Teen's family waits for justice
Daughter's accused killer will be tried in New Mexico first
It's been more than a century since British statesman and prime minister William E. Gladstone noted "Justice delayed is justice denied." Gladstone said this to urge British courts to swiftly mete out justice to the accused so they would not have to suffer unduly under a legal cloud.
But in the case of the state of Oregon v. Joel Patrick Courtney, it is Oregon that will have to cool its heels for what may be yet another year while the wheels of justice grind along in New Mexico, where the accused killer of Brooke Wilberger faces unrelated, separate charges of kidnapping and rape.
A New Mexico judge has ordered Courtney to undergo a mental health evaluation regarding those charges, and that could take months to complete.
It has been almost a year since Benton County authorities charged Courtney with the May 2004 kidnapping, sexual assault and aggravated murder of Wilberger, 19. The Veneta teenager had just finished her freshman year of college when she disappeared on a sunny morning while cleaning lampposts at an apartment complex near Oregon State University.
When the charges against Courtney related to the Wilberger case were filed last August, Courtney already had been in jail in New Mexico for months in connection with the knifepoint kidnapping and rape of an exchange student in November 2004. — But it doesn't matter which crime Courtney is alleged to have committed first, only which jurisdiction arrested and charged him first.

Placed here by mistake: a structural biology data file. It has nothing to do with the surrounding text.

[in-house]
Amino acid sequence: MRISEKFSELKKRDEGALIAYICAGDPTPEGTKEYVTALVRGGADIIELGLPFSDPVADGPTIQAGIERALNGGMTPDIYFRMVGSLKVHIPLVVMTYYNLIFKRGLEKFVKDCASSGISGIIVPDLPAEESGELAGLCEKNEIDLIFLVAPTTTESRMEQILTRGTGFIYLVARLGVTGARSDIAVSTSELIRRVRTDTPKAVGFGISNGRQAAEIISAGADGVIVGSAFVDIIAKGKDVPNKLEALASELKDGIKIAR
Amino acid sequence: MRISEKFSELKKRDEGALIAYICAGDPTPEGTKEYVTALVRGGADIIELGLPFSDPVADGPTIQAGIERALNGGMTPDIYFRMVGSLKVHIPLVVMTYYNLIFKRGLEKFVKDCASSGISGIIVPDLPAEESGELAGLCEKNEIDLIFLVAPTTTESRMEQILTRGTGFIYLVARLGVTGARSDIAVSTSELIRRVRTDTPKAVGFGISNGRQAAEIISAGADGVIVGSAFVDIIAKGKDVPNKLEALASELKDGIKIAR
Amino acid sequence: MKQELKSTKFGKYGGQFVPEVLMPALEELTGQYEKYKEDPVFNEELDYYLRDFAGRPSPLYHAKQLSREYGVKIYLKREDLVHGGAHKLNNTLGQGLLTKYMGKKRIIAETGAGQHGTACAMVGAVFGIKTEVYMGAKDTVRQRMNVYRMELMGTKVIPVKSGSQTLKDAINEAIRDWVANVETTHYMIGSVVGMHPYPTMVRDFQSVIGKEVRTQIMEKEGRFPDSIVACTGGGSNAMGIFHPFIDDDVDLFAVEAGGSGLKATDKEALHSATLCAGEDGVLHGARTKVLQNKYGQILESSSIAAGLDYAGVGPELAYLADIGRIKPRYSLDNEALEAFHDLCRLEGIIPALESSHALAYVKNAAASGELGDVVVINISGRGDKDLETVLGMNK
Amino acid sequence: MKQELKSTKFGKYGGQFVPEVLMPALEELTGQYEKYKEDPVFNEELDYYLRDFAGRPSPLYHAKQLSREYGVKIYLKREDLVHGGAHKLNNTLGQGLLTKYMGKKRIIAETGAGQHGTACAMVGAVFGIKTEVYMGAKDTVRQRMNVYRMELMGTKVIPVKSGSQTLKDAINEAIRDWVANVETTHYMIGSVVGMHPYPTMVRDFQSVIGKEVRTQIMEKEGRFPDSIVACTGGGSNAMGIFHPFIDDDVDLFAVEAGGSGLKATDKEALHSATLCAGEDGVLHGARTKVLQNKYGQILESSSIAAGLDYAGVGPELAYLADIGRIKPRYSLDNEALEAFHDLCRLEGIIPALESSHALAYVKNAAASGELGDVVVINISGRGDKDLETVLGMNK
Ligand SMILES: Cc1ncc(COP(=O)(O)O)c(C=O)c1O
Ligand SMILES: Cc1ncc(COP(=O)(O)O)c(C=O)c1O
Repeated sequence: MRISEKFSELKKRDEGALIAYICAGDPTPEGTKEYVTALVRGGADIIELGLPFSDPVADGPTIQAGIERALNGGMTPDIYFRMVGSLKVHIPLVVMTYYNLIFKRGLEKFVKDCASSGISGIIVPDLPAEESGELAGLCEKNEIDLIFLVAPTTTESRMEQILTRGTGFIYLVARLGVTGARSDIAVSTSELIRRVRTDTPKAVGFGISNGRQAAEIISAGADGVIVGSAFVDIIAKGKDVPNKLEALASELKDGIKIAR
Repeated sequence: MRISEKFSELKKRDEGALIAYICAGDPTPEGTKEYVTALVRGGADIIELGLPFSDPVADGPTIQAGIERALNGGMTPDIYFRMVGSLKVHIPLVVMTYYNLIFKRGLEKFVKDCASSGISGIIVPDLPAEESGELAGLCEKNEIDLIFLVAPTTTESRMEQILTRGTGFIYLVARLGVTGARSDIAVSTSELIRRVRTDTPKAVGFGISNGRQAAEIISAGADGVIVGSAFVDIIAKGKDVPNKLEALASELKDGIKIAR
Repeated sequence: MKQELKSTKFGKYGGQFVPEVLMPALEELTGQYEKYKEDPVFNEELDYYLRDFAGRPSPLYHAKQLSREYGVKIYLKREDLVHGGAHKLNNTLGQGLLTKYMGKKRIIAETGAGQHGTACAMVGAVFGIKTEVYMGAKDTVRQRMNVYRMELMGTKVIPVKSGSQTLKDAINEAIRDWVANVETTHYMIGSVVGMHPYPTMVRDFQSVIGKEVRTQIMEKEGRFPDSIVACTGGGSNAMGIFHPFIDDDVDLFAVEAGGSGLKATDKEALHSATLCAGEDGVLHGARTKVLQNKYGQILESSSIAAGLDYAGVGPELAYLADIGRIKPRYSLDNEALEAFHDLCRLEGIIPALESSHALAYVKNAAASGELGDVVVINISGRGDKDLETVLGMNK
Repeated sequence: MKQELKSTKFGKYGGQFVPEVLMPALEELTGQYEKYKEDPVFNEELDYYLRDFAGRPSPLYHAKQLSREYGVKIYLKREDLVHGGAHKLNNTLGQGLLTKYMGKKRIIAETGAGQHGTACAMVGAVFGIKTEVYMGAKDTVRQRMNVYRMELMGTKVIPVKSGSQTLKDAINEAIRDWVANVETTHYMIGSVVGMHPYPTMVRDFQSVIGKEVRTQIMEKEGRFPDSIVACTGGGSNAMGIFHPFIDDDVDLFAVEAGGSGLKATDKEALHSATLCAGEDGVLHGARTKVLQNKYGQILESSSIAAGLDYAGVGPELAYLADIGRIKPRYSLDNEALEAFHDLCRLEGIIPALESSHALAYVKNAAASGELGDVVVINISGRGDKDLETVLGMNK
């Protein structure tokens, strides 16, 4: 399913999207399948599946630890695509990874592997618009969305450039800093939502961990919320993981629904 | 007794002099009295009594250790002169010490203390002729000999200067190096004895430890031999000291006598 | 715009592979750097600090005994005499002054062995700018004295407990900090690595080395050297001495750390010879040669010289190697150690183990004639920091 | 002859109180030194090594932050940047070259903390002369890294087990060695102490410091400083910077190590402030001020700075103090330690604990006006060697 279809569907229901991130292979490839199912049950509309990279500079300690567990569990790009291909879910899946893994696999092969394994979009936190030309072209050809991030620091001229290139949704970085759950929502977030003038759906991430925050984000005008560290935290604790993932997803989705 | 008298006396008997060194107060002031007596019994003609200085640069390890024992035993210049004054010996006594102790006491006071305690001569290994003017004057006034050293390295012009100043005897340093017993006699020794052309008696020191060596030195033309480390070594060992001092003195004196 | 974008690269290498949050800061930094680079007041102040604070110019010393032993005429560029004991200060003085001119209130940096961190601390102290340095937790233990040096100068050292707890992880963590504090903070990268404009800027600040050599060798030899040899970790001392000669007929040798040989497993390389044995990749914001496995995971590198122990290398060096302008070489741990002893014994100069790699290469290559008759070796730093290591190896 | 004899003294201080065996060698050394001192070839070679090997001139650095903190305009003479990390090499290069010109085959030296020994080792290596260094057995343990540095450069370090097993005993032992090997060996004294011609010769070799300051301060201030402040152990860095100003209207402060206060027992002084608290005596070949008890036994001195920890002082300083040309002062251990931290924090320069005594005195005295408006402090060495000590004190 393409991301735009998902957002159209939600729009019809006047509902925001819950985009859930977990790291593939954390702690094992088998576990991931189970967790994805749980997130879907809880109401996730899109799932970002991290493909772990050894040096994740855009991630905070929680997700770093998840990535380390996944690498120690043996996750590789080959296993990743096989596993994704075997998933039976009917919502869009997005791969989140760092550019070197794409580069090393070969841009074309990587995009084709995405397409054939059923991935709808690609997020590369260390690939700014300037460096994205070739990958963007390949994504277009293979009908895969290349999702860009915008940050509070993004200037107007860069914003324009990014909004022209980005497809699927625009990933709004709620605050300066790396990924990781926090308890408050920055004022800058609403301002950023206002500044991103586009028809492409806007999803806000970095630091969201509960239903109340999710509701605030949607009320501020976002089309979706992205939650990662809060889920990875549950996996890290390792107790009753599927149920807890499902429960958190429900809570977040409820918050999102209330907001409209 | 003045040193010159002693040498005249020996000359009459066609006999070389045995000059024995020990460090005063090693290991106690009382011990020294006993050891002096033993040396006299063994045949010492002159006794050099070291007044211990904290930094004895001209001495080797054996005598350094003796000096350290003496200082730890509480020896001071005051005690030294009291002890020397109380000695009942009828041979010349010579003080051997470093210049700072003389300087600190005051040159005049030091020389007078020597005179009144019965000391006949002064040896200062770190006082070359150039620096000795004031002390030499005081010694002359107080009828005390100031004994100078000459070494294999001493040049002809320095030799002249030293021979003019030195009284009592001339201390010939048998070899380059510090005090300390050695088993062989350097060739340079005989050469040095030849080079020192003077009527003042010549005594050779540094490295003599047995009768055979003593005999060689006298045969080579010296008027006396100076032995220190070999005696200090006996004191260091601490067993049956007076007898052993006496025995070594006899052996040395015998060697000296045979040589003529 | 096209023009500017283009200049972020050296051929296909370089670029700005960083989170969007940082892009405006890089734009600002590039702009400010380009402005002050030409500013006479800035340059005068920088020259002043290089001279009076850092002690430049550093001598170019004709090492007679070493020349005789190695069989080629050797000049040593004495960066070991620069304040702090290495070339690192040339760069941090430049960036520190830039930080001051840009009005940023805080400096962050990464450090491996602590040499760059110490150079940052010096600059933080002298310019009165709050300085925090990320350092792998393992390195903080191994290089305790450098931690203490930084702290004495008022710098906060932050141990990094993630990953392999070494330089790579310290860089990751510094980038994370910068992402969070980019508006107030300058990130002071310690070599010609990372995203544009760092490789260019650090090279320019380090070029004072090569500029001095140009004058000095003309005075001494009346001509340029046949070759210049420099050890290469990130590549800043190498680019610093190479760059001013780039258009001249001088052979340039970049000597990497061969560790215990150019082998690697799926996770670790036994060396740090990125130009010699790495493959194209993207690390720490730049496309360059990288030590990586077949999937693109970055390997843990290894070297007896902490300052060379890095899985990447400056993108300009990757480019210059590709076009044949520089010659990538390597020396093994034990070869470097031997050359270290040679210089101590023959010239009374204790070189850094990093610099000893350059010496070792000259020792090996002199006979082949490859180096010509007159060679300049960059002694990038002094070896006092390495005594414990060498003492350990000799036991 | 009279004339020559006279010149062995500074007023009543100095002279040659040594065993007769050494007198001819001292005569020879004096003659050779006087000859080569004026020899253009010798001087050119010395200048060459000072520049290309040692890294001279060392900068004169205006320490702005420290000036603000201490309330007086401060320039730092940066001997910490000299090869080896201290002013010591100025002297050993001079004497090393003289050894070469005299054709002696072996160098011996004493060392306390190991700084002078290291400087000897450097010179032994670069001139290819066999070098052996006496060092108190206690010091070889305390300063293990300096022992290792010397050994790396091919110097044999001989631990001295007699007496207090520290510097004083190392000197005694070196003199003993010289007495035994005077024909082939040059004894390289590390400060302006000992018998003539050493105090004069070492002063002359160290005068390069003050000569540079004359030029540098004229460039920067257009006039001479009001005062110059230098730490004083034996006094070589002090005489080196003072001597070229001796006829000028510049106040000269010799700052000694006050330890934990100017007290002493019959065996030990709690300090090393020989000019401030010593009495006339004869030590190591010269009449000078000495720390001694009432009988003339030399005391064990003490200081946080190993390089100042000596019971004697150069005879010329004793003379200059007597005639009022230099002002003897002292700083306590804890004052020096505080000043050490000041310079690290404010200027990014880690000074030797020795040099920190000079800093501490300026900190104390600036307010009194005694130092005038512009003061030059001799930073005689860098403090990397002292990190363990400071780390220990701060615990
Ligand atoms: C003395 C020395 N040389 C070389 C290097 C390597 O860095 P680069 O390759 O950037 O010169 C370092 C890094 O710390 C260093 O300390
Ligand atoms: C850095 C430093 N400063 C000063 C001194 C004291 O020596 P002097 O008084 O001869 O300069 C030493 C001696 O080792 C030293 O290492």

The Wilbergers have been brave and patient. They were steadfast in keeping Brooke's image before the public as they held out hope that somehow they would be reunited with their daughter. They thanked the community of Corvallis, and they recently held a memorial to celebrate her life.
They deserve answers regarding Courtney's involvement in their daughter's fate. They deserve an end to their public ordeal.
This shouldn't be a jurisdictional matter, but it often is, especially in such high-profile cases.
Although we can understand why it is important to safeguard legal proprieties, there is no reason why the mental health evaluation and legal proceedings couldn't be expedited in light of the severity of the charges and the pending litigation on an unsolved mystery in Oregon.
However, legal procedures are an elaborate chess game. Delay is a tactic that often works to the defense's benefit. Specifically, Courtney is better off, jailed and alive in New Mexico, facing trial for non-capital crimes, than being swiftly adjudicated and extradited to Oregon.
Here, he faces 14 possible chances at the death penalty, based on legal scenarios that include 14 charges of aggravated murder.
Regardless, we must be patient, even if our patience is the only thing that's being tried.